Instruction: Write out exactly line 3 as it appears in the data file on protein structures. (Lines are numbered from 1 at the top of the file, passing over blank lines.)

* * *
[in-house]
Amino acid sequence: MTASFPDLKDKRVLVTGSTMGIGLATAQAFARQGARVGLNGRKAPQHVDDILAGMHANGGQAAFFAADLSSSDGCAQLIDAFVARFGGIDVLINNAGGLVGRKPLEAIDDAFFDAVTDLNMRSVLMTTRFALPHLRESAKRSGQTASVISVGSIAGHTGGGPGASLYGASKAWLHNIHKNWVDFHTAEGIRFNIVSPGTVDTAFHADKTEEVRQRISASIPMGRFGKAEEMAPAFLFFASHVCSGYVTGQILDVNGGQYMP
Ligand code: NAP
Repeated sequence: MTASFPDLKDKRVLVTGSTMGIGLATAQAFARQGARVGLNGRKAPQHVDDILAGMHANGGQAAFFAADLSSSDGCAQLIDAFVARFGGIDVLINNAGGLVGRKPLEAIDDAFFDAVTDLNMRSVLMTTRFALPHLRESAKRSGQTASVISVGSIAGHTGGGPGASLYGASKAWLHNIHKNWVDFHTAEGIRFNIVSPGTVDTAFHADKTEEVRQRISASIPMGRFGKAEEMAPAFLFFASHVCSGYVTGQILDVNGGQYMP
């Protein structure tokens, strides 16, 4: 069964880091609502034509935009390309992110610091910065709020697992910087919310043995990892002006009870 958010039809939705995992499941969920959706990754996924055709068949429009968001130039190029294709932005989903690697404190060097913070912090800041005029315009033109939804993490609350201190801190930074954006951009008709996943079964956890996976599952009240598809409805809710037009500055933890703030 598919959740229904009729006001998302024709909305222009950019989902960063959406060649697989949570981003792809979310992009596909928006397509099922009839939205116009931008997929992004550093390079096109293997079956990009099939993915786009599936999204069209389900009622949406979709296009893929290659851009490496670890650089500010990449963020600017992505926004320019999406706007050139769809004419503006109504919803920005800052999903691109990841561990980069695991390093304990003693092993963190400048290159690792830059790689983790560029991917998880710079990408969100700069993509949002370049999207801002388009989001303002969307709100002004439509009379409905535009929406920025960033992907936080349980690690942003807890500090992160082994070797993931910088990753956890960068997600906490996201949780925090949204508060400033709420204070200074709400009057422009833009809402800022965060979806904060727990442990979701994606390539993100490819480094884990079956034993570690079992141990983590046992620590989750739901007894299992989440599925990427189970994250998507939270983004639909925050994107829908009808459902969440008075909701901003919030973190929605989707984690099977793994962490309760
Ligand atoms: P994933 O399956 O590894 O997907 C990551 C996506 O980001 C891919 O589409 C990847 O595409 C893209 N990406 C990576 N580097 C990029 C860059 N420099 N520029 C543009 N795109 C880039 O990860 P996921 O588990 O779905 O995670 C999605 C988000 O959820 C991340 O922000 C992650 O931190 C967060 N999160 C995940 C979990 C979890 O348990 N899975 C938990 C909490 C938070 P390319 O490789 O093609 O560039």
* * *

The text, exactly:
Ligand code: NAP